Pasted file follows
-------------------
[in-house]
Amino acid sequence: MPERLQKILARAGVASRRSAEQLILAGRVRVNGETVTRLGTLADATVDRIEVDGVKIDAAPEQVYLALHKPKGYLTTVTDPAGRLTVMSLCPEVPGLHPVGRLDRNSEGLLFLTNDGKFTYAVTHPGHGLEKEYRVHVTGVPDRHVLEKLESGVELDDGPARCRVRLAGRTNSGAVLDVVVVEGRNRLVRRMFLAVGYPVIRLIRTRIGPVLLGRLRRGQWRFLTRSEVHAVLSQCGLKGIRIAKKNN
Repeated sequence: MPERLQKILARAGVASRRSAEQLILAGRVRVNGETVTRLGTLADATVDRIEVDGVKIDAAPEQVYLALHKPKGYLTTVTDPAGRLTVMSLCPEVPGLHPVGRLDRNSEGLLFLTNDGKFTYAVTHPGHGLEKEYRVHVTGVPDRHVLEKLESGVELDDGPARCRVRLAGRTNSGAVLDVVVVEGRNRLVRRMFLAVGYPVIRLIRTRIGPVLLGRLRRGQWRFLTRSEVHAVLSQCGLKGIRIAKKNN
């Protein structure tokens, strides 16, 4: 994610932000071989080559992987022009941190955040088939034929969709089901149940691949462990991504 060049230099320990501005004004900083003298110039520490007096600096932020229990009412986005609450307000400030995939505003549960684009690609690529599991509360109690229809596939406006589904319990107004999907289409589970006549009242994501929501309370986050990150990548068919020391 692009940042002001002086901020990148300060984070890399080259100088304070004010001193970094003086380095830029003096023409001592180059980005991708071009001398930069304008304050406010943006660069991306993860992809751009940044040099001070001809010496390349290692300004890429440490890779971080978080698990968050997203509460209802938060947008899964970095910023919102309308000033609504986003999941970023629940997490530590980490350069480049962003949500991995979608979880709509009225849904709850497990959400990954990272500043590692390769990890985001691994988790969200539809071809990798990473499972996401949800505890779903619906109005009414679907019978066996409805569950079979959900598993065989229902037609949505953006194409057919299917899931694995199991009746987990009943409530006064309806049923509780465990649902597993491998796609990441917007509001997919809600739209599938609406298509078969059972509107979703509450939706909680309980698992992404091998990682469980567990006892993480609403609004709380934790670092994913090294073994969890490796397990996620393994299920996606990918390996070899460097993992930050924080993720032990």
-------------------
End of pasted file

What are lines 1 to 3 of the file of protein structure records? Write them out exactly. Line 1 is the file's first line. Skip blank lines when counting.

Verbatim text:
[in-house]
Amino acid sequence: MPERLQKILARAGVASRRSAEQLILAGRVRVNGETVTRLGTLADATVDRIEVDGVKIDAAPEQVYLALHKPKGYLTTVTDPAGRLTVMSLCPEVPGLHPVGRLDRNSEGLLFLTNDGKFTYAVTHPGHGLEKEYRVHVTGVPDRHVLEKLESGVELDDGPARCRVRLAGRTNSGAVLDVVVVEGRNRLVRRMFLAVGYPVIRLIRTRIGPVLLGRLRRGQWRFLTRSEVHAVLSQCGLKGIRIAKKNN
Repeated sequence: MPERLQKILARAGVASRRSAEQLILAGRVRVNGETVTRLGTLADATVDRIEVDGVKIDAAPEQVYLALHKPKGYLTTVTDPAGRLTVMSLCPEVPGLHPVGRLDRNSEGLLFLTNDGKFTYAVTHPGHGLEKEYRVHVTGVPDRHVLEKLESGVELDDGPARCRVRLAGRTNSGAVLDVVVVEGRNRLVRRMFLAVGYPVIRLIRTRIGPVLLGRLRRGQWRFLTRSEVHAVLSQCGLKGIRIAKKNN